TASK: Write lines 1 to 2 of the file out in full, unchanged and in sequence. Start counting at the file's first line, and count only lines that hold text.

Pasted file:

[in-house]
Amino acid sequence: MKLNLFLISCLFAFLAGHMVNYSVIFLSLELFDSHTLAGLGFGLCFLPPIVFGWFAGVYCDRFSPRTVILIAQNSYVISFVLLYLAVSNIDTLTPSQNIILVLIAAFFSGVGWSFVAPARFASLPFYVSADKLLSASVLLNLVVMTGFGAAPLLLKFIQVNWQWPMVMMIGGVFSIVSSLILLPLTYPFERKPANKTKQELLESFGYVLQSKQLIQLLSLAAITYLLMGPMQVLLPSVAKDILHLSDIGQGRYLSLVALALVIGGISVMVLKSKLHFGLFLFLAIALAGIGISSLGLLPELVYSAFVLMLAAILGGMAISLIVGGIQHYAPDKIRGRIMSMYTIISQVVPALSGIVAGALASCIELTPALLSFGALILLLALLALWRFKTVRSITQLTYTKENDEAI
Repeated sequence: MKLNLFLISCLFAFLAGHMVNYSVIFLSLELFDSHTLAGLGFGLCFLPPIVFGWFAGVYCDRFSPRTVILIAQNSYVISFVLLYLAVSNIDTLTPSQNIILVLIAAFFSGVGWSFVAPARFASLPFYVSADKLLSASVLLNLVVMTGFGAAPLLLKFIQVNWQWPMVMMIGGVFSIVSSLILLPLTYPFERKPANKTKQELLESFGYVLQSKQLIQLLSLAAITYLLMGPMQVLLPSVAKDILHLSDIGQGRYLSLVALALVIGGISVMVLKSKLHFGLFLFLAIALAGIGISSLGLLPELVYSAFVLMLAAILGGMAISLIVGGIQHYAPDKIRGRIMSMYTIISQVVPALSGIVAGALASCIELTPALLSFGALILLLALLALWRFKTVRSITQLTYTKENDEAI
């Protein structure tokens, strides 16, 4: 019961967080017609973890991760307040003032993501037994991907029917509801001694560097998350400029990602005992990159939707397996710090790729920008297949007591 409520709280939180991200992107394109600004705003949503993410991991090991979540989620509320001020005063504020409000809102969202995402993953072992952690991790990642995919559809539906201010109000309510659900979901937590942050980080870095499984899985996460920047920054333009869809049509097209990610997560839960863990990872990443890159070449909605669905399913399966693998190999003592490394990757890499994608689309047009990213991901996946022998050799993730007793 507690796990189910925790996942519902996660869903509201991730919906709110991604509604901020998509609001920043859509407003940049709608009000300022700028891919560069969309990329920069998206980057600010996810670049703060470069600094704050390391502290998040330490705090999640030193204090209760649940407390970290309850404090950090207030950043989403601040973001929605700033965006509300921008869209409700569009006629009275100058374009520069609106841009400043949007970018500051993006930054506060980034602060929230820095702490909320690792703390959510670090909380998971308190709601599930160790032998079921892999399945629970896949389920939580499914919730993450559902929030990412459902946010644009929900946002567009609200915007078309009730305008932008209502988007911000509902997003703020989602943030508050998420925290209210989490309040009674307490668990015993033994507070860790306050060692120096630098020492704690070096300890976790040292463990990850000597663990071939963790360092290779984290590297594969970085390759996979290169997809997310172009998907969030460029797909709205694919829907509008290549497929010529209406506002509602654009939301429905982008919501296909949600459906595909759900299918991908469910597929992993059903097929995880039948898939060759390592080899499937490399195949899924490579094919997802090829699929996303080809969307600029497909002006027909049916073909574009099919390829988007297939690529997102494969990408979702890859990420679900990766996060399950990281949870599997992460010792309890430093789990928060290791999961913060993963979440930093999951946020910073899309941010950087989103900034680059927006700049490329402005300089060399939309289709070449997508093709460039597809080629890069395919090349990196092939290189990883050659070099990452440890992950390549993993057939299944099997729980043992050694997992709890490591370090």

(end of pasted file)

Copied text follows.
[in-house]
Amino acid sequence: MKLNLFLISCLFAFLAGHMVNYSVIFLSLELFDSHTLAGLGFGLCFLPPIVFGWFAGVYCDRFSPRTVILIAQNSYVISFVLLYLAVSNIDTLTPSQNIILVLIAAFFSGVGWSFVAPARFASLPFYVSADKLLSASVLLNLVVMTGFGAAPLLLKFIQVNWQWPMVMMIGGVFSIVSSLILLPLTYPFERKPANKTKQELLESFGYVLQSKQLIQLLSLAAITYLLMGPMQVLLPSVAKDILHLSDIGQGRYLSLVALALVIGGISVMVLKSKLHFGLFLFLAIALAGIGISSLGLLPELVYSAFVLMLAAILGGMAISLIVGGIQHYAPDKIRGRIMSMYTIISQVVPALSGIVAGALASCIELTPALLSFGALILLLALLALWRFKTVRSITQLTYTKENDEAI